Elon Musk, the CEO of Tesla, announced on Friday that he was canceling his $44 billion bid to acquire Twitter because of social media business had broken numerous merger agreement clauses.
Twitter’s chairman, Bret Taylor, said on the microblogging platform that the board planned to sue to enforce the merger agreement.
He wrote that the Board is dedicated to completing the transaction under the terms and conditions set forth in the agreement with Mr. Musk.
Musk’s attorneys said in a document that the social media platform has ignored or refused to reply to several requests for information on phony or spam accounts on the site, which is essential to the operation of the company.
According to the filing, Twitter appears to have made false and deceptive statements upon which Elon Musk relied when signing the Merger Agreement, and is therefore in significant breach of several terms of that Agreement.
In a letter submitted to the Securities and Exchange Commission announcing the termination of the offer, Musk may additionally be subject to a $1 billion exit penalty, which he is attempting to avoid by accusing Twitter of a “breach of various provisions” of the deal.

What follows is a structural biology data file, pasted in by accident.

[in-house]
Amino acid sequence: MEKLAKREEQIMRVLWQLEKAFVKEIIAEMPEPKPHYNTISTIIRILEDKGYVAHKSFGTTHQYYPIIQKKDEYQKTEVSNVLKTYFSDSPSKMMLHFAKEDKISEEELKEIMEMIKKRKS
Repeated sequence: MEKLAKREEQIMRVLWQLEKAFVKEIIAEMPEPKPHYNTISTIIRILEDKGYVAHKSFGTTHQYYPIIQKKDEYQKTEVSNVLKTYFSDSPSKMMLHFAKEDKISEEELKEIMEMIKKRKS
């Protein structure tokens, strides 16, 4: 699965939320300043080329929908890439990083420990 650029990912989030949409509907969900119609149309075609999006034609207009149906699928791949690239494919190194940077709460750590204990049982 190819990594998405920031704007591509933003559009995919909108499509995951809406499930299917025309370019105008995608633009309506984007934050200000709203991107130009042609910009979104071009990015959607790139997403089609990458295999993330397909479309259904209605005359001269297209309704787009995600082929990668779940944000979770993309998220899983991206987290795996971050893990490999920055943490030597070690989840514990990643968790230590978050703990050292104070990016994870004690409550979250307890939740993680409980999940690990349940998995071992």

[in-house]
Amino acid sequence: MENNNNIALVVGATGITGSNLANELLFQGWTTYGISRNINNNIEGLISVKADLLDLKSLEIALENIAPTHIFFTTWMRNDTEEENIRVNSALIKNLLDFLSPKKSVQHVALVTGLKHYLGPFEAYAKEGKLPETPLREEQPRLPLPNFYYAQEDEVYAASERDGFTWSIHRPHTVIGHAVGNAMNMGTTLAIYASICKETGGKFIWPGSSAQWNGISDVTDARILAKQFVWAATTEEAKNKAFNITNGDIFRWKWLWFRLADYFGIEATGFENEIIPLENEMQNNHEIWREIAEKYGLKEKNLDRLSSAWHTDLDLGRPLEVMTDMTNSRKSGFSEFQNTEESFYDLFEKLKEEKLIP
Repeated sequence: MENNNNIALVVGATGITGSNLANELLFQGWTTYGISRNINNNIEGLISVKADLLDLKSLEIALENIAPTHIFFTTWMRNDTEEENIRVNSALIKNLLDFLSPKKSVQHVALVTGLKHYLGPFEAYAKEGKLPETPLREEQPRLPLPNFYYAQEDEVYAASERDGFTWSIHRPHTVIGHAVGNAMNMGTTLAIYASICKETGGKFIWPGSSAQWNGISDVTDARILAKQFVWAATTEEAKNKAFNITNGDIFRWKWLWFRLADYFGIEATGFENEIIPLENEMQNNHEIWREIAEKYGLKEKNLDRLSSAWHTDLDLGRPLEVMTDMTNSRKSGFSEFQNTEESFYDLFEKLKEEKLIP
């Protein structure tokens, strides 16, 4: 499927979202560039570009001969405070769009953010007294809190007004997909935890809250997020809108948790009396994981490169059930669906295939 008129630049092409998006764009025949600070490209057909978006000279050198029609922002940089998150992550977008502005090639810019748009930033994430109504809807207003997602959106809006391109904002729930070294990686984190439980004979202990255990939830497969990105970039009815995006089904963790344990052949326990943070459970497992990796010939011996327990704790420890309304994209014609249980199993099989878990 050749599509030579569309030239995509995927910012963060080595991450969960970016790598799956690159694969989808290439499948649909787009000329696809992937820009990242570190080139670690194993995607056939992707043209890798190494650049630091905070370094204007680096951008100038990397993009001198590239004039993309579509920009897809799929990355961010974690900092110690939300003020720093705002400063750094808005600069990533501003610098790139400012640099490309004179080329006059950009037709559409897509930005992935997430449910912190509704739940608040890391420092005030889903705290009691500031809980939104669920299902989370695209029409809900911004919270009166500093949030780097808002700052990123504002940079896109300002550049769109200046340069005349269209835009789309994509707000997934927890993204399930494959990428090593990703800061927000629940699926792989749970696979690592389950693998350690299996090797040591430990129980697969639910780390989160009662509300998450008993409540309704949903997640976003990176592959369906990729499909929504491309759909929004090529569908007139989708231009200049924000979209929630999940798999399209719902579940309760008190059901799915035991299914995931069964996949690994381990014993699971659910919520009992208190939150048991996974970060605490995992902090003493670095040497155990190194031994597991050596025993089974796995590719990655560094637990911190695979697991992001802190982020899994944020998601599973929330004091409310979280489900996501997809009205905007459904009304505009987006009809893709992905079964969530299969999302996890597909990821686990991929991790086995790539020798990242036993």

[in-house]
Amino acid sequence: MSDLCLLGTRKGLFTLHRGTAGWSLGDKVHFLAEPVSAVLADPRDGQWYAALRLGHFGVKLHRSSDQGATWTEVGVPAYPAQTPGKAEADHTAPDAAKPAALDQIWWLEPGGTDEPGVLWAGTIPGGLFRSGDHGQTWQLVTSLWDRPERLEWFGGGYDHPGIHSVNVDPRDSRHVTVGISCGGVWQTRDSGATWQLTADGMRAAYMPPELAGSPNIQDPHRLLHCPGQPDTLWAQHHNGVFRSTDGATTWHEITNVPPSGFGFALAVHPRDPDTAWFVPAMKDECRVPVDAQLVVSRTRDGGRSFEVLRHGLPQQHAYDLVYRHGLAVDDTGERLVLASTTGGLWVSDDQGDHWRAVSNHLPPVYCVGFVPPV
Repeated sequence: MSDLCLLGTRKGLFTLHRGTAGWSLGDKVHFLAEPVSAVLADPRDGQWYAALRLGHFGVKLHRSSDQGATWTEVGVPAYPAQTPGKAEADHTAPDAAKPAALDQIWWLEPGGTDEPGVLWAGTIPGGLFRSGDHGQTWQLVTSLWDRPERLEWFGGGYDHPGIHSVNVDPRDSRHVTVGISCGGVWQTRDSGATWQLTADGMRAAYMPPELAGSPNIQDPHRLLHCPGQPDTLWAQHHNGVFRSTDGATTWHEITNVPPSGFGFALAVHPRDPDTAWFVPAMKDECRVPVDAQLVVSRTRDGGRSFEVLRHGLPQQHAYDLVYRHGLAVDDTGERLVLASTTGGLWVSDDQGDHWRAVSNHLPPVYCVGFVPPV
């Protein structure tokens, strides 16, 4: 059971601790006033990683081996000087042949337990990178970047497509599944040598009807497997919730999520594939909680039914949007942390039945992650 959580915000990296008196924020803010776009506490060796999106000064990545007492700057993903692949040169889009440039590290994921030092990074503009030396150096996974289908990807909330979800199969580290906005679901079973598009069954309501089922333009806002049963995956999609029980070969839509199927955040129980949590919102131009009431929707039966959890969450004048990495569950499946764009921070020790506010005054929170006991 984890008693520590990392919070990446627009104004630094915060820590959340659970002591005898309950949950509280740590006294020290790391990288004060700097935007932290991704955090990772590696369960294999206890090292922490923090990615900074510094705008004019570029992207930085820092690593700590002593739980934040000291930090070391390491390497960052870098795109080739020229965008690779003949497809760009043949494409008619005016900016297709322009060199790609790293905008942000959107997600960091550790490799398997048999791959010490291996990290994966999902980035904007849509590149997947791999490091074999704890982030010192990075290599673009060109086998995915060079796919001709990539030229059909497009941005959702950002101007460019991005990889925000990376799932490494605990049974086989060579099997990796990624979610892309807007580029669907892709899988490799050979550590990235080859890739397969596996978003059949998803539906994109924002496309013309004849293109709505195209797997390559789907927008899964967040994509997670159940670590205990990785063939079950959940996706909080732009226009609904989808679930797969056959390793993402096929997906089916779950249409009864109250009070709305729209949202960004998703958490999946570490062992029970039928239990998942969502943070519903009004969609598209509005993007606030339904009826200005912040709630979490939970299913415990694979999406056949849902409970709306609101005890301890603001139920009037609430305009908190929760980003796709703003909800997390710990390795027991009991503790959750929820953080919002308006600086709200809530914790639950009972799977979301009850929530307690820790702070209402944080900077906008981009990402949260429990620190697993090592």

According to Musk’s team, he has been looking for the information needed to “conduct an independent assessment of the incidence of false or spam accounts on Twitter’s network” for almost two months. Twitter “has either been unable or unwilling to share this information.”
Instead of a judge directing a transaction to be finalized, contested mergers and acquisitions that are brought before Delaware courts typically result in the corporations renegotiating agreements or the acquirer paying the target a settlement to withdraw. This is because the target companies are frequently eager to end the doubt around their future and move forward.
According to a person familiar with the situation, Twitter, meanwhile, is hoping that court procedures will begin in a few weeks and conclude in a few months.
After Musk purchased stock in the firm in early April, Twitter’s shares rose, protecting it from a severe stock market sell-off that battered rival social media companies.
However, after he decided to purchase Twitter on April 25, the price quickly started to decline as investors worried Musk might back out of the deal. After the bell on Friday, Twitter’s stock price fell to its lowest level since March.
The news opens a new chapter in the will-he-won’t-he saga that started when Musk agreed to purchase Twitter in April, but delayed the deal unless The social media platform could show that spam
bots make up less than 5% of its total user base.
On Friday, some workers appeared to be commenting on the separation by openly posting memes on Twitter, including images of a rollercoaster and a baby yelling into a phone.
Several employees have expressed doubt about Musk’s plans to relax content moderation because they are concerned about what the merger will imply for their jobs, salary, and ability to work remotely.
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